Most retailers invest in a video surveillance solution to improve security. Many also use it as an investigation tool to help resolve customer disputes, liability claims and reduce losses from theft and fraud. Intelligent Video Solutions Complete Releaf relies on its intelligent video solution for all of those reasons, however compliance with state regulations was the primary objective when CEO and owner Eric Ryant started looking for a video system for his new, 3,000 square foot cannabis dispensary in Lafayette, Colorado. Unlike many other types of retail environments, cannabis dispensaries must comply with strict rules governing the type of video surveillance equipment used, where cameras and equipment are placed, and how long video evidence must be retained. Already familiar with the regulations based on his experience operating a second dispensary and a cultivation center in Lafayette, Colorado, Ryant sourced multiple bids for his new video solution. In the end, I selected the March Networks proposal. It had everything I was looking for, including POS integration, and additional capabilities" POS Integration “Once all the bids were in, I went through the process of analyzing each one and ended up narrowing the contenders down to two,” said Ryant. “In the end, I selected the March Networks proposal from our systems integrator, Falcon Networks. The solution had everything I was looking for, including POS integration, and additional capabilities I thought might be useful down the road. It met all of the compliance criteria, and the price was comparable.” Prior to opening the boutique dispensary in January 2018, Ryant worked with its system integrator to design and install a fully-compliant video solution. IR Dome Cameras Today, IR dome cameras mounted inside the dispensary capture clear 4MP video of all activity at entrances and exits, in storage and equipment rooms, and at each point-of-sale (POS) system. In addition, 360° cameras are installed above the sales floor and in every corner to provide further panoramic coverage. The 360° cameras are also installed on the dispensary’s exterior to capture people entering and exiting, as well as any activity in the surrounding parking lot and back loading area. The cameras were selected and placed strategically to ensure that the system meets multiple legislated requirements, such as recording all activity occurring within 20 feet of any ingress/egress point, capturing clear video in all lighting conditions, and making sure that the recorded video is sharp enough to identify customer and employee facial features at each POS. Hybrid Network Video Recorder At the center of Complete Releaf’s video solution is a hybrid network video recorder (NVR) At the center of Complete Releaf’s video solution is a hybrid network video recorder (NVR). The recorder provides IP and analog video capture and unparalleled reliability through features such as diagnostic LEDs, an internal battery backup, and a customized embedded Linux operating system. All IP channel licenses are included with the recorder, making it a convenient and cost-effective option for the dispensary. Equally important, the recorder provides Complete Releaf with 32TB of internal storage, so it is compliant with the state’s 40-day video retention requirement. “Essentially, we need 100 percent coverage with no ‘blind spots’ on our retail floor, and a clear picture of people’s faces. It’s a truly reliable product, and we’ve had no difficulties achieving our 40 days of archived video,” said Ryant. Searchlight Intelligent Software While security and compliance were both top priorities for Ryant, finding a video solution that would also help him run Complete Releaf more efficiently – and profitably – was also important. That’s why he’s so pleased with the March Networks Searchlight for Retail application software he is also using. The intelligent software enables Ryant and his team to proactively identify and review suspect transactions using integrated video and transaction data pulled from the dispensary’s Green Bits POS system. It provides them with an easy-to-use loss prevention tool that reduces the time it takes to investigate incidents from hours to minutes. It also arms them with strong video and data evidence to support successful prosecutions or recoveries. Ryant is also testing the Searchlight application in his cultivation facility “Having video surveillance in our dispensary definitely deters theft,” said Ryant. “Combining the video with transaction data goes a step further and really causes people to think twice before they do something they’ll probably regret.” Radio Frequency Identification Tags Ryant is also testing the Searchlight application in his cultivation facility, taking advantage of the software’s ability to integrate with data from the Radio Frequency Identification (RFID) tags he is required to add to each plant through the cultivation process as part of Colorado’s Inventory Tracking System (Metrc). The software would enable Ryant to leverage his RFID investment by making the data searchable in the dashboard and tying it to recorded video. If there’s ever an incident during the cultivation process, Ryant could use the software to easily locate the video footage to see what actually happened and who was involved.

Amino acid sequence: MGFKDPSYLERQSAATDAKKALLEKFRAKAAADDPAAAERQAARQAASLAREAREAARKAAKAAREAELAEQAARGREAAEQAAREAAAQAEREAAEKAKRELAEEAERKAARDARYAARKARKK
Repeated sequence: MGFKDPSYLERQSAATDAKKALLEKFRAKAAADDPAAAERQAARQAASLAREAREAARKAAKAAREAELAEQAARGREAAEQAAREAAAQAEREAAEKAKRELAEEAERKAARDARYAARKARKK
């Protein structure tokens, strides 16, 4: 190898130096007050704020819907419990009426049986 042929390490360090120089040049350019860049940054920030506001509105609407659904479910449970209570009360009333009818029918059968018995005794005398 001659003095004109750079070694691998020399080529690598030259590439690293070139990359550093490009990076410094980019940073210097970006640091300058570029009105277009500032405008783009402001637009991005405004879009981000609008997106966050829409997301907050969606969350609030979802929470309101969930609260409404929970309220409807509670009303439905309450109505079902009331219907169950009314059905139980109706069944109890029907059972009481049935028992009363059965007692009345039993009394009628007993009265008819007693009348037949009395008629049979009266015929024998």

Following the recent successful installation of 360 Vision Technology’s new Invictus ruggedized PTZ camera by a north London borough, the same borough has now rolled-out over 100 Invictus cameras across seven Greater London towns. With an early success in prosecuting serious crime following the deployment of Invictus, its highly effective night-time HD quality color video footage proved to be just one of the useful attributes of the UK manufactured camera, when a recent significant impact by a vehicle to a camera column tested its suitability for roadside deployment. The Invictus camera took the high-speed impact in its stride and showcased its ‘Attack Detect’ feature, automatically resetting to the last viewing position prior to being forcibly moved from its previous viewing direction, and with no damage to the camera or its direct drive PTZ mechanism. Based on our experience, 360 Vision’s Invictus camera was the obvious choice for us to recommend to this important Local Authority customer" Importance Of Ruggedized Cameras Commenting on the broader roll-out of Invictus cameras, DSSL Group’s Works Director, Aaron Stephens, who specified the 360 Vision Technology cameras confirmed: “The importance of selecting a product that is ‘fit for purpose’ when being deployed roadside in a town center is often overlooked by some companies, who deploy non-ruggedized cameras purely on the basis of cost. If a PTZ camera were to fall from height following an impact, which is a real risk, there would be a substantial public health and safety incident. “At DSSL, we take a holistic view to consider the surveillance needs at each individual location, to ensure that all aspects of camera deployment are taken in to consideration. Based on our experience, 360 Vision’s Invictus camera was the obvious choice for us to recommend to this important Local Authority customer.” The expanded installation takes the total number of Invictus cameras to over 100; and allied to wireless links forming a major part of the system’s infrastructure, comment has been made regarding the superb quality of the Invictus camera video over wireless infrastructure. Simplified Surveillance Operation Our close technical partnership with 360 Vision Technology has enabled deep systems integration and control of the Invictus cameras"In a market often dominated by imported Far East products, the integration of Genetec Security Center and high-performance Invictus PTZ cameras has proven the effectiveness of two Commonwealth technology providers. Commenting on the camera/control technology collaboration, Genetec Country Manager, Paul Dodds said: “Our close technical partnership with 360 Vision Technology has enabled deep systems integration and control of the Invictus cameras. Genetec Security Center unified platform and Omnicast video surveillance has been used to seamlessly blend full Invictus camera menu control, within a single intuitive interface. 360 Vision cameras are a Genetec certified product on our supported device list. This successful deep integration has simplified the London borough’s surveillance operation and effective management. We value all of our technology partnerships, and especially with manufacturers such as 360 Vision Technology, who offer reliability with their Invictus PTZ cameras, as illustrated here across seven north London towns.” Reducing Carbon Footprint With a focus on reducing carbon footprint, we are continually working towards reductions in camera power consumption"Adrian Kirk, Strategic Account Director at 360 Vision commented on the green credentials of Invictus, which was a factor in the overall decision by DSSL to specify the camera: “With a focus on reducing carbon footprint, we are continually working towards reductions in camera power consumption. “On larger projects like this, the savings on energy and reduction in associated pollution offers significant advantages over Far East camera alternatives, helping Local Authority end-user system operators to meet their carbon footprint reduction goals. “With a host of performance and user centric operational benefits, Invictus is well placed to feature extensively in future Local Authority upgrades, as customers look at total cost of ownership and the need to ensure CCTV equipment deployed road side is fit for purpose.”